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Badger cub found alone

Single adult badger emerging from sett at night. © RSPCA Photolibrary

Badger cubs are born as early as late December, although peak period is the beginning of February and cubs can be born as late as April.


Litters range from one to five cubs, but two or three cubs are most common. Cubs stay below ground; emerging from the sett at around eight to ten weeks old. They may continue to be dependent on their mother for some time afterwards.


Do not touch badger cubs unless they genuinely need help.


Caution! DO NOT attempt to handle badger cubs as they may bite.


If you find a badger cub on its own, if its eyes are open and it looks healthy, monitor it from a distance for 24 hours (at least overnight). Only intervene immediately if the cub is in immediate danger or the eyes are closed.


If you see a lone cub in immediate danger (such as by a road), sick or injured, or there are obvious signs that the sett has been damaged, keep a safe distance and call us on 0300 1234 999, making a note of exactly where you found the cub.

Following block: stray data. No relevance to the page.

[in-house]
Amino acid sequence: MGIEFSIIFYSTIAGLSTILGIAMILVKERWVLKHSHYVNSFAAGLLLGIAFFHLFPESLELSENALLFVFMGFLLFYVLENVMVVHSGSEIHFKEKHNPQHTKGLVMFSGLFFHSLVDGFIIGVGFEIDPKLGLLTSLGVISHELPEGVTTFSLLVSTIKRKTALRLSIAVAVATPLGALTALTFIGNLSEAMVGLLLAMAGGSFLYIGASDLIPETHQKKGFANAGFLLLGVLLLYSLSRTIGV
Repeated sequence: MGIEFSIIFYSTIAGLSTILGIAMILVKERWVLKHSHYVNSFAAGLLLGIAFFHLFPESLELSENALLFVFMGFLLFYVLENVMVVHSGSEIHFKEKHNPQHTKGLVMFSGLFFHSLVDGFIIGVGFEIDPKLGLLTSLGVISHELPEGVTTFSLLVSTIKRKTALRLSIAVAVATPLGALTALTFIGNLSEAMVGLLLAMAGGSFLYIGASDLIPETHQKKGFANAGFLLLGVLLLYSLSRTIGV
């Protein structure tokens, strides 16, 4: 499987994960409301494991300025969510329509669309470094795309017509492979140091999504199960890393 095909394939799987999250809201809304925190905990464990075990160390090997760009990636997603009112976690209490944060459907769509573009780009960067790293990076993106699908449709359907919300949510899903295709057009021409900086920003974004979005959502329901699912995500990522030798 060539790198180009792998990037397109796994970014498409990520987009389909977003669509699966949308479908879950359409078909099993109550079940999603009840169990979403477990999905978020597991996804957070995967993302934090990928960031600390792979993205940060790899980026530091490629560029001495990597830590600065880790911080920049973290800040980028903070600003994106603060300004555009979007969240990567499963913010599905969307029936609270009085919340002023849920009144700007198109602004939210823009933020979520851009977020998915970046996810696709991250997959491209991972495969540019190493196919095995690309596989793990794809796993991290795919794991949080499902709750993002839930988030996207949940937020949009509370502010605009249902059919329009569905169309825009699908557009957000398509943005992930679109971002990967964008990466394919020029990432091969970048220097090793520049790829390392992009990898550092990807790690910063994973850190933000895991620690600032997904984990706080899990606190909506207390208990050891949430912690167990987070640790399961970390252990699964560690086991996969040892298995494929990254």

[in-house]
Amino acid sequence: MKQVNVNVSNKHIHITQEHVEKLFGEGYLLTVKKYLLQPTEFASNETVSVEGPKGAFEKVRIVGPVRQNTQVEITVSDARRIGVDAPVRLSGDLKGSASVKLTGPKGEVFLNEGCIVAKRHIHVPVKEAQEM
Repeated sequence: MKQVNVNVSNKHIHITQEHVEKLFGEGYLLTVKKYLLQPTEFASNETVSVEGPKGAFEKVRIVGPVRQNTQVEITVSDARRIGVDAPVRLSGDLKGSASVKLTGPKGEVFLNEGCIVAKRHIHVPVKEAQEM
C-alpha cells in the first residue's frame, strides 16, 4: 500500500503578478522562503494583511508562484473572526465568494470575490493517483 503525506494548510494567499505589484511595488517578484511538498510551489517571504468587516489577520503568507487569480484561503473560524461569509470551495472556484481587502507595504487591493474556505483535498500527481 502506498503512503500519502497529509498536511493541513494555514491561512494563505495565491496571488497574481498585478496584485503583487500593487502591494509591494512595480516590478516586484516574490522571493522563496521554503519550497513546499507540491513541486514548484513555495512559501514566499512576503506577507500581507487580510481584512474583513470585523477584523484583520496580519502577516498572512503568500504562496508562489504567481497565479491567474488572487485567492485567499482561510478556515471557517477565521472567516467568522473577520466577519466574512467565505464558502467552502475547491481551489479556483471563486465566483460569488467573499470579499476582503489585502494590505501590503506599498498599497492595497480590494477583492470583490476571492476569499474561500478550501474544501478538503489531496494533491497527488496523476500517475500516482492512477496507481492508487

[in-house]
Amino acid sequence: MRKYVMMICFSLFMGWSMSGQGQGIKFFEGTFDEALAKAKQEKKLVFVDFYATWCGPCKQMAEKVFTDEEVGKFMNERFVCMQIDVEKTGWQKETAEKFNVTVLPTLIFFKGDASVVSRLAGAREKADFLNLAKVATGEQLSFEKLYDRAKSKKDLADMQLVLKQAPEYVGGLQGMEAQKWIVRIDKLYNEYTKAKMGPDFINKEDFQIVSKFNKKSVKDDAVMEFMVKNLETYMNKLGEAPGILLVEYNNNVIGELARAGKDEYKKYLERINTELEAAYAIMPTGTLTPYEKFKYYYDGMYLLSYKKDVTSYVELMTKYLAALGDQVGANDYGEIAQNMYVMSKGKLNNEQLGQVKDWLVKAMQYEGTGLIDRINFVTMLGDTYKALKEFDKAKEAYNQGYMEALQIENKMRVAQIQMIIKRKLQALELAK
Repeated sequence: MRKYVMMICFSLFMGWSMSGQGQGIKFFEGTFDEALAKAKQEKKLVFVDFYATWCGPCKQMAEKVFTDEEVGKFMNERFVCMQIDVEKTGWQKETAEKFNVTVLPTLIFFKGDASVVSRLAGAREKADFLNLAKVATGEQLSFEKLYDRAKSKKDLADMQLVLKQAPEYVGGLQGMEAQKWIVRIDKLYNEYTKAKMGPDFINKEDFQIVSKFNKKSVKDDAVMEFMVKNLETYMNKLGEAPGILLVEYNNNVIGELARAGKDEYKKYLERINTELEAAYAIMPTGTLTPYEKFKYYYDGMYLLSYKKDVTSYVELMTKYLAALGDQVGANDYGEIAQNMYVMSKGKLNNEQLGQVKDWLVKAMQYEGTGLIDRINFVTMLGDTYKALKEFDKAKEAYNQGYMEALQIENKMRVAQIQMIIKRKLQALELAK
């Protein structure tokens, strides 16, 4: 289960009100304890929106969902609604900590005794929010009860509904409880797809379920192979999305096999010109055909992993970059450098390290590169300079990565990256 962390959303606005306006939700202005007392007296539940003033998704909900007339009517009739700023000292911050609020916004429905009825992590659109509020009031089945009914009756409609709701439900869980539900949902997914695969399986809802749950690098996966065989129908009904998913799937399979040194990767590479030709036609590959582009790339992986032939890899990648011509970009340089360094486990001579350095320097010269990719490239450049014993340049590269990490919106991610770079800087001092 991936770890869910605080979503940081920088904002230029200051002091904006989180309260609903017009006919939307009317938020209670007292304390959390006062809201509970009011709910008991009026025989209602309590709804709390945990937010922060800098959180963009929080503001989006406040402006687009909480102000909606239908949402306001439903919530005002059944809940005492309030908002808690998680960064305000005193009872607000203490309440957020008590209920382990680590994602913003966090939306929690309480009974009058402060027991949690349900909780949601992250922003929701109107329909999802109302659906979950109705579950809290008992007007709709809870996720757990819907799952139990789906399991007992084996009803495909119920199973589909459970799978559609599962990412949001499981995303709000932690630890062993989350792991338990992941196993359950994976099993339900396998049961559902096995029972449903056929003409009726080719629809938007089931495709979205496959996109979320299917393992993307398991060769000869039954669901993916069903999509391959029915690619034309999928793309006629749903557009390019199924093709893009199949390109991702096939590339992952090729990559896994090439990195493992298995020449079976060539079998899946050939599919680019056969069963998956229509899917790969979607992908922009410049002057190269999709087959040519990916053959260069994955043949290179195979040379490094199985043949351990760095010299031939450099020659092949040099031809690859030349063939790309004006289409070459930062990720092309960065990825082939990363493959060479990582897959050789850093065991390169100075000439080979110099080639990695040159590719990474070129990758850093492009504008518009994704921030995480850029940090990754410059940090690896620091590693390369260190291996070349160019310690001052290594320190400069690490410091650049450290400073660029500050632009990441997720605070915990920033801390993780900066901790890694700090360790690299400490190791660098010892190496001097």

If you are worried that there is no adult badger with a cub, leave dog food and water nearby, and check again in 24 hours. Leaving food out daily will also help cubs during dry weather.


Badger cubs should only be taken into captivity as a last resort. Average stay in a wildlife centre is 6 months, which is a long time in a young badger’s life. Cubs taken into captivity must be handled as little as possible and it’s important to note the exact location where they were found in case they can be returned.


Please don’t try to rear a cub yourself! They need expert care to survive.


Badgers and their setts are protected by law under the Protection of Badgers Act 1992.


Visit the Badger Trust website or read our Living with badgers (PDF 384KB) factsheet for more information.